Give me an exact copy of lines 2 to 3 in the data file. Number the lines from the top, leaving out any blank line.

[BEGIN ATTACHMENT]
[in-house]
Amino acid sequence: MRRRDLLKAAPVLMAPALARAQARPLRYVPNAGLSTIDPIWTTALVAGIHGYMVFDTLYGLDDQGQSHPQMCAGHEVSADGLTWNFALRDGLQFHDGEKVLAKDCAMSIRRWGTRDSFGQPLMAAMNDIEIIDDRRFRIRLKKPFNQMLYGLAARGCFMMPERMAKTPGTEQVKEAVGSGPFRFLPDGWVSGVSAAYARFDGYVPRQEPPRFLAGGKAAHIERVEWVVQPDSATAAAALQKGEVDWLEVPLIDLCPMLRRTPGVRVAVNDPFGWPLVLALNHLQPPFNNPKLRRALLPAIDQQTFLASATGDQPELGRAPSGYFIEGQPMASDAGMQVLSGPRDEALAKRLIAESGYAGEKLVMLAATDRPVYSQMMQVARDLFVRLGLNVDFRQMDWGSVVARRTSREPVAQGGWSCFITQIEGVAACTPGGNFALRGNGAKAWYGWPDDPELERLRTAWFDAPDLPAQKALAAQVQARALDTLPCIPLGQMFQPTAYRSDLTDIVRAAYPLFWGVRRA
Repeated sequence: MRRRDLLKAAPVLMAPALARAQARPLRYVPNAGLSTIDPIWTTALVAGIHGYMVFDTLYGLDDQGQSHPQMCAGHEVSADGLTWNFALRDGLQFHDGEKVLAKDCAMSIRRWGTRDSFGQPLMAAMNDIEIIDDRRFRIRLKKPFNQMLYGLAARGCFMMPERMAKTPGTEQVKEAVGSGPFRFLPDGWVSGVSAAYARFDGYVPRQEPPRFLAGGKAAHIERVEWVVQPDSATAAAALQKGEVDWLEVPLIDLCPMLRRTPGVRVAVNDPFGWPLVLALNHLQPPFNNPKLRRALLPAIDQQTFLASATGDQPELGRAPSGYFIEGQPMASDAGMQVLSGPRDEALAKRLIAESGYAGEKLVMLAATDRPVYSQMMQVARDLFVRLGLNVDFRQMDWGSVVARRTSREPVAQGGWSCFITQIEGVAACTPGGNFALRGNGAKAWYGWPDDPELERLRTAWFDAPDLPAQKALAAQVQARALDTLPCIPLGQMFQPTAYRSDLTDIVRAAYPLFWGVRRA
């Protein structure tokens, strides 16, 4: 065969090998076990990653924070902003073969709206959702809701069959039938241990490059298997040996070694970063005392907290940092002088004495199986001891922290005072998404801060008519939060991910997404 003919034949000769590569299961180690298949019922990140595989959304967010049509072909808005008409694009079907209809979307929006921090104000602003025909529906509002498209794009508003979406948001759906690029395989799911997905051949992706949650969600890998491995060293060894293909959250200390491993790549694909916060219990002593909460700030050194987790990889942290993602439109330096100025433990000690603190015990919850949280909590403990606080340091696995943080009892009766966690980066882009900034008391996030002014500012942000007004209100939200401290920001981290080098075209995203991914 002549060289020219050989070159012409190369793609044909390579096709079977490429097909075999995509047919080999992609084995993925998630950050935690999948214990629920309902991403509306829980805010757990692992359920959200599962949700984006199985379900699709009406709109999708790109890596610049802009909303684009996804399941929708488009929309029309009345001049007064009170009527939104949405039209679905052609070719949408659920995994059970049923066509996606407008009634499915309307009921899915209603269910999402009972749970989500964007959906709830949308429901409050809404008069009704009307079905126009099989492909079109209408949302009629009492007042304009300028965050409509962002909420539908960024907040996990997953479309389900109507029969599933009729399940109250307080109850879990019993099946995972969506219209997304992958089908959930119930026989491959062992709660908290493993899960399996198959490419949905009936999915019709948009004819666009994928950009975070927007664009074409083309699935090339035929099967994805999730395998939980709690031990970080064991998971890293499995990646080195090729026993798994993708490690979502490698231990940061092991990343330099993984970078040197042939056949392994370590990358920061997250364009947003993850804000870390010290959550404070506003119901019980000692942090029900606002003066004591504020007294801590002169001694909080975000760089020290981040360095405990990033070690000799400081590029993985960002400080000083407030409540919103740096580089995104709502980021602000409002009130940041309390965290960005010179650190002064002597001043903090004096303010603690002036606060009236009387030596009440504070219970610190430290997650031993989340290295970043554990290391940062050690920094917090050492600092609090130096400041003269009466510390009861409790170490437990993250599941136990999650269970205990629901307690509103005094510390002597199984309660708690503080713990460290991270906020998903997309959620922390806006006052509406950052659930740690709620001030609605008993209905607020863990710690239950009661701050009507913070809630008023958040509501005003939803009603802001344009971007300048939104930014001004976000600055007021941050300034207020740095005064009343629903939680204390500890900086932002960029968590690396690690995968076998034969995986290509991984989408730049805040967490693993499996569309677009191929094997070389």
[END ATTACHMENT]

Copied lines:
Amino acid sequence: MRRRDLLKAAPVLMAPALARAQARPLRYVPNAGLSTIDPIWTTALVAGIHGYMVFDTLYGLDDQGQSHPQMCAGHEVSADGLTWNFALRDGLQFHDGEKVLAKDCAMSIRRWGTRDSFGQPLMAAMNDIEIIDDRRFRIRLKKPFNQMLYGLAARGCFMMPERMAKTPGTEQVKEAVGSGPFRFLPDGWVSGVSAAYARFDGYVPRQEPPRFLAGGKAAHIERVEWVVQPDSATAAAALQKGEVDWLEVPLIDLCPMLRRTPGVRVAVNDPFGWPLVLALNHLQPPFNNPKLRRALLPAIDQQTFLASATGDQPELGRAPSGYFIEGQPMASDAGMQVLSGPRDEALAKRLIAESGYAGEKLVMLAATDRPVYSQMMQVARDLFVRLGLNVDFRQMDWGSVVARRTSREPVAQGGWSCFITQIEGVAACTPGGNFALRGNGAKAWYGWPDDPELERLRTAWFDAPDLPAQKALAAQVQARALDTLPCIPLGQMFQPTAYRSDLTDIVRAAYPLFWGVRRA
Repeated sequence: MRRRDLLKAAPVLMAPALARAQARPLRYVPNAGLSTIDPIWTTALVAGIHGYMVFDTLYGLDDQGQSHPQMCAGHEVSADGLTWNFALRDGLQFHDGEKVLAKDCAMSIRRWGTRDSFGQPLMAAMNDIEIIDDRRFRIRLKKPFNQMLYGLAARGCFMMPERMAKTPGTEQVKEAVGSGPFRFLPDGWVSGVSAAYARFDGYVPRQEPPRFLAGGKAAHIERVEWVVQPDSATAAAALQKGEVDWLEVPLIDLCPMLRRTPGVRVAVNDPFGWPLVLALNHLQPPFNNPKLRRALLPAIDQQTFLASATGDQPELGRAPSGYFIEGQPMASDAGMQVLSGPRDEALAKRLIAESGYAGEKLVMLAATDRPVYSQMMQVARDLFVRLGLNVDFRQMDWGSVVARRTSREPVAQGGWSCFITQIEGVAACTPGGNFALRGNGAKAWYGWPDDPELERLRTAWFDAPDLPAQKALAAQVQARALDTLPCIPLGQMFQPTAYRSDLTDIVRAAYPLFWGVRRA